During the "Speed Dating" session, I got up to use the restroom. A good friend of mine (also in attendance) was in the hallway conducting business. I returned to the room and, rather than interrupt the entire session, I grabbed a chair and sat by myself. Soon after, my friend returned as well. He pulled up a chair and we proceeded to shoot the breeze. Once everyone was told to switch, we gained another person. Soon we had a large group of people loosely socializing (very happily, I might add). For the record, this group included Saul Kent from Life Extension.

To those in attendance, this was a nice break from the rigid structure. To Cairn, this was a HUGE problem. Once she noticed, she proceeded to throw an absolute s**t fit. She likened us to suicide bombers, publicly called us out, and blatantly accused my friend of starting the whole thing. She repeatedly asserted that this was HER event, and if we weren't willing to play by HER rules, we shouldn't even come. The whole thing was akin to a toddler pounding their fists on the floor screaming "MINE!! MINEMINEMINE!!!"

In doing so, she successfully alienated several people (a number of which are very active and influential in Cryonics).

We were originally told that T&T was about creating a Cryonics community. It has, however, become increasingly obvious that the true purpose is to provide Cairn with an opportunity to play Tyrant.

I strongly recommend staying as far away as possible from ANYTHING run by Cairn Idun.

comment by hankx7787 · 2013-03-12T05:38:46.995Z · score: -5 (5 votes) · LW(p) · GW(p)

The sad part for me is that I wasn't smart enough to figure out on the spot how to fully convince her to change her mind and make nobody here have to pay anything...

comment by hankx7787 · 2013-03-11T20:41:48.287Z · score: -8 (8 votes) · LW(p) · GW(p)

Genuine question: why is this getting down voted?

Edit: Ok, not enough context, and questions of legitimacy. I at least added a disclaimer at the top now...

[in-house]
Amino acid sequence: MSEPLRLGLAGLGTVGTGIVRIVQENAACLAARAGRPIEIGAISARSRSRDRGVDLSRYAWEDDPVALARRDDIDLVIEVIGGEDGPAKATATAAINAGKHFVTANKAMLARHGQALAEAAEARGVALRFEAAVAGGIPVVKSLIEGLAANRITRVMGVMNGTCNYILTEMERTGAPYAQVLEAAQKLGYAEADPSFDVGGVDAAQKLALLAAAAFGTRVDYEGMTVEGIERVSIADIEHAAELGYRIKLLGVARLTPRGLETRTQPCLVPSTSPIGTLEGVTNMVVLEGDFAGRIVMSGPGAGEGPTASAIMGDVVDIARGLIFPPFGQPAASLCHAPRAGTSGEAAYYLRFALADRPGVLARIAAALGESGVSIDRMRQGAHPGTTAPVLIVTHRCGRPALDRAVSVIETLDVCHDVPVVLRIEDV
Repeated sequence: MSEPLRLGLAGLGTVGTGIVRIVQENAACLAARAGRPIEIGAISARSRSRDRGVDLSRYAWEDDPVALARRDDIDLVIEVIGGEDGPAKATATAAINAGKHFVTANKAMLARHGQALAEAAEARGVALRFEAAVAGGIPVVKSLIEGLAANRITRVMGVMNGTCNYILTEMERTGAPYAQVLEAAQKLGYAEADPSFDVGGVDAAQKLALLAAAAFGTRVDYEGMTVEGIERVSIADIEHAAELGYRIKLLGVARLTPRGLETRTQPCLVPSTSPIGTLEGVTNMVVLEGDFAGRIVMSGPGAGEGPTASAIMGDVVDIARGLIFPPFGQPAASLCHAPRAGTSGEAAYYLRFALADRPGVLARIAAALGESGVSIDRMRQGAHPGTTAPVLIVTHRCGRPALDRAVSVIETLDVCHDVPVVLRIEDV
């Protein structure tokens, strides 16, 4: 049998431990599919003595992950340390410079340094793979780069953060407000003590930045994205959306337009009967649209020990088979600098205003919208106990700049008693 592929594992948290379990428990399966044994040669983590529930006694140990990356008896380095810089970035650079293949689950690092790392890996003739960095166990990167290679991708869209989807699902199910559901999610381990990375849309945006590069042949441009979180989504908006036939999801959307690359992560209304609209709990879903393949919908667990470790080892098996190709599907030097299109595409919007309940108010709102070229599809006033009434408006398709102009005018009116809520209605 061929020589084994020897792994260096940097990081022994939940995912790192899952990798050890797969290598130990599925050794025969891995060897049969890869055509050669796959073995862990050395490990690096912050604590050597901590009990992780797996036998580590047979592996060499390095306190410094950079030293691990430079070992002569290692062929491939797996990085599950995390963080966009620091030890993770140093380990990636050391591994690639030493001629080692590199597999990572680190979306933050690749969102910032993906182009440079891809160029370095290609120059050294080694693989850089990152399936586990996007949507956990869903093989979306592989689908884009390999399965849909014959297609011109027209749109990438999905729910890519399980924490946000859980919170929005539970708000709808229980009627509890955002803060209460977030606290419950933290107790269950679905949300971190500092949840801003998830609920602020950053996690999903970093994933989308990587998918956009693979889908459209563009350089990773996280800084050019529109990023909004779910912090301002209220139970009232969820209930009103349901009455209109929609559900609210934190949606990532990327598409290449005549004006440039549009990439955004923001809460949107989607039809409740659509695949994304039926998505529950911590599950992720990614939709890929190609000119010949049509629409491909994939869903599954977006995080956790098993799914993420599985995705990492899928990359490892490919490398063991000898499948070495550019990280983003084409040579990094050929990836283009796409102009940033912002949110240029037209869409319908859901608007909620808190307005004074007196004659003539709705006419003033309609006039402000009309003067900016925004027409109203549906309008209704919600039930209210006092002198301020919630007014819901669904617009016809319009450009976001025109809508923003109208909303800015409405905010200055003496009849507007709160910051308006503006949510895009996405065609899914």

Edit 2: And nobody cares apparently. That's just sad.

comment by drethelin · 2013-03-12T05:23:12.371Z · score: 18 (18 votes) · LW(p) · GW(p)

the most important factor: You are talking like a jerk, not just in the original post, but in every response to every comment about this I've read. You seem completely unable to comprehend (or possibly just to admit) that your opinions shouldn't be taken as the obvious word of god that they are, and think anyone questioning your assertions is doing it out of idiocy or spite. Even if tone is not a legitimate way to evaluate truth value of statements (though I think it tends contain a lot of evidence), it's definitely one of the big factors that influences downvotes.

comment by hankx7787 · 2013-03-12T05:30:47.638Z · score: -16 (16 votes) · LW(p) · GW(p)

yes, well. this kind of unexpectedly evolved into exercise that everybody failed. if you don't like it perhaps you can start a petition. fucking rofl...

comment by Decius · 2013-03-12T00:40:32.304Z · score: 12 (12 votes) · LW(p) · GW(p)

... This page is now the top Google hit for Young Cryonicists Gathering scholarship. I don't think it's unreasonable to think that not everybody knows what you are talking about.

comment by Decius · 2013-03-11T21:09:04.097Z · score: 6 (6 votes) · LW(p) · GW(p)

Misuse of 'literally'; lack of enough context to understand what you are saying, and you come off like you are venting.

comment by Desrtopa · 2013-03-11T23:21:17.970Z · score: 6 (6 votes) · LW(p) · GW(p)

I don't think this is a misuse of "literally." "Nuts" as a noun may denote hard shelled seeds, but as an adjective it denotes craziness as a literal meaning. So in context, "literally nuts" means "actually, not figuratively or hyperbolically, crazy."

That said, the overuse of "lol" is enough to make me consider downvoting all on its own.

comment by hankx7787 · 2013-03-11T23:32:20.526Z · score: -8 (8 votes) · LW(p) · GW(p)